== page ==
What Does a Model Machinist Do?

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  • Written By: Mary McMahon
  • Edited By: Shereen Skola
  • Last Modified Date: 12 November 2019
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A model machinist fabricates models of components for product development. These can include scale models as well as full versions, including moving parts. Firms that design and repair machined parts may use model machinists in full and part time positions to meet their needs. It is also possible to work independently and complete projects on contract by request from a variety of firms.

To work in this field, it is usually necessary to have extensive experience as a machinist. Some components may need to be fabricated by hand, especially in the early design stages, which requires experience and skill. In addition, familiarity with computer aided design (CAD) and computer numerical control (CNC) equipment is usually necessary. The model machinist needs to be able to read technical drawings, produce parts to specification, and participate in the development of plans for mass production.

As a company puts a product into development and engineers start producing detailed drawings, the model machinist meets with the design team to discuss the specifications. They can talk about shape, size, construction materials, and other parameters. With this information in hand, the machinist can develop a model or working prototype. In early stages, designers might want to see what the product will look like, without working components or a full scale size. As the project progresses, they might need more functional prototypes from the model machinist.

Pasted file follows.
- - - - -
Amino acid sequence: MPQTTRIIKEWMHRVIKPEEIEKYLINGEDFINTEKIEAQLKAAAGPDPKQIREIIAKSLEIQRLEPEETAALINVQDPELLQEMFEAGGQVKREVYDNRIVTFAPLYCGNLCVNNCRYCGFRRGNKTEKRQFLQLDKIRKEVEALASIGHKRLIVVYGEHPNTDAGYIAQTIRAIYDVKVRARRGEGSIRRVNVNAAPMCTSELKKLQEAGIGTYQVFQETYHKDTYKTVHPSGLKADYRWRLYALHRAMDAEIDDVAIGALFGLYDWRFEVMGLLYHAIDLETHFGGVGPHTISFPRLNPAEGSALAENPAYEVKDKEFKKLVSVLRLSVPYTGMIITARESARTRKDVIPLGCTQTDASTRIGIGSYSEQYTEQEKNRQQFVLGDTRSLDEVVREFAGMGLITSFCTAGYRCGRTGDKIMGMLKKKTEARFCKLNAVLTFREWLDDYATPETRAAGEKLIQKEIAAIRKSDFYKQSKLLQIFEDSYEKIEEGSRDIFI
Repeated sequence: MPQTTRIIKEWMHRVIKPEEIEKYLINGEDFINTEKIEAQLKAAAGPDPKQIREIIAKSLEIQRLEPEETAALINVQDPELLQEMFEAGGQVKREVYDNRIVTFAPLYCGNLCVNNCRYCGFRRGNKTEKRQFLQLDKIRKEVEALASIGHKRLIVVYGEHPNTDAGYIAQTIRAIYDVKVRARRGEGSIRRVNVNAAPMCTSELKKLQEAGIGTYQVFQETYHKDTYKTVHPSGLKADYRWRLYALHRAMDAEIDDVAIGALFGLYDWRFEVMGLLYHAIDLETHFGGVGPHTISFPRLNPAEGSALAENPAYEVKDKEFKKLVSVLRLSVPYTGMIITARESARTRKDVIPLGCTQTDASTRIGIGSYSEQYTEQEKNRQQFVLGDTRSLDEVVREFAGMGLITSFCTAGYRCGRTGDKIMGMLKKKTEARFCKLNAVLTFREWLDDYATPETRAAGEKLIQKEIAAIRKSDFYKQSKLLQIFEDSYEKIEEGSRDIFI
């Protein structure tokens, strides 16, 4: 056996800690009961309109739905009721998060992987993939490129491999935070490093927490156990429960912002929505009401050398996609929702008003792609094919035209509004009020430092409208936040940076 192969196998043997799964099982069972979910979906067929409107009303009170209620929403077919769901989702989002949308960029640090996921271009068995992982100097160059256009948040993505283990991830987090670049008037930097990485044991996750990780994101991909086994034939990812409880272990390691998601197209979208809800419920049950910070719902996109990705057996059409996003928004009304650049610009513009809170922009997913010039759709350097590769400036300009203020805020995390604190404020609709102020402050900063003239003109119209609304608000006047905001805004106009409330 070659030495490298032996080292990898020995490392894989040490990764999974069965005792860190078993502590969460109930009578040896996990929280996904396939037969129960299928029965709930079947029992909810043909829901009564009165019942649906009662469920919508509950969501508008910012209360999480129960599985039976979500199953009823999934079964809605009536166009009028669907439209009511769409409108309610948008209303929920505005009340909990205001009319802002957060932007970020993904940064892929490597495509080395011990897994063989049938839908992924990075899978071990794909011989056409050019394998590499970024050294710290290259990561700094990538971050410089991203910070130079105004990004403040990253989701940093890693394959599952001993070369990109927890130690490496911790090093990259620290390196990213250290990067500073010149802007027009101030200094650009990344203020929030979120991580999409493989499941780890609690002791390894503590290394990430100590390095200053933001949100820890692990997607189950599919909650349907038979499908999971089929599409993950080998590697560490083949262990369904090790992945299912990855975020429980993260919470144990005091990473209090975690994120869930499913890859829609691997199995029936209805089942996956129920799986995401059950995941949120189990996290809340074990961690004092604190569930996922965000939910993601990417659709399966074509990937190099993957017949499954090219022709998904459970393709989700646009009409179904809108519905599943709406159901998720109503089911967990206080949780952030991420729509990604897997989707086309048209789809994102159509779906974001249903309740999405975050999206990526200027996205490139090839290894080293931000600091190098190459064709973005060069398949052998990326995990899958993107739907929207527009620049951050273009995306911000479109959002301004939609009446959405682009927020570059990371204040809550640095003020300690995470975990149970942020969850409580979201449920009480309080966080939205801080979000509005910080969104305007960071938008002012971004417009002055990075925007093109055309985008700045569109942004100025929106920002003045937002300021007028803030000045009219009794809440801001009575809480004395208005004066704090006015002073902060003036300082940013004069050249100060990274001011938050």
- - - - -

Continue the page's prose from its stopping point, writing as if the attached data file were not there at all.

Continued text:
In some cases, a team of people may work on model fabrication. The model machinist can make some parts of the component and may engage in activities like programming equipment to reproduce CAD schematics in physical materials. Other members of the team may produce in the development of additional parts. This can be necessary with complex projects, like building prototypes of cars, where one technician alone may not have the skills needed to produce an entire working model.

Special skills may be required for some model machinists. Some work on confidential or classified material, in which case they may need to pass security checks and sign nondisclosure agreements. Others may be involved in projects that require familiarity with harsh environments like space or oil fields, so they can build components that will work effectively in these locales. Travel to test some components may be necessary if a facility lacks the space to do so. It may also be important to keep up with developments in the field through trade publications, conferences, and other resources.


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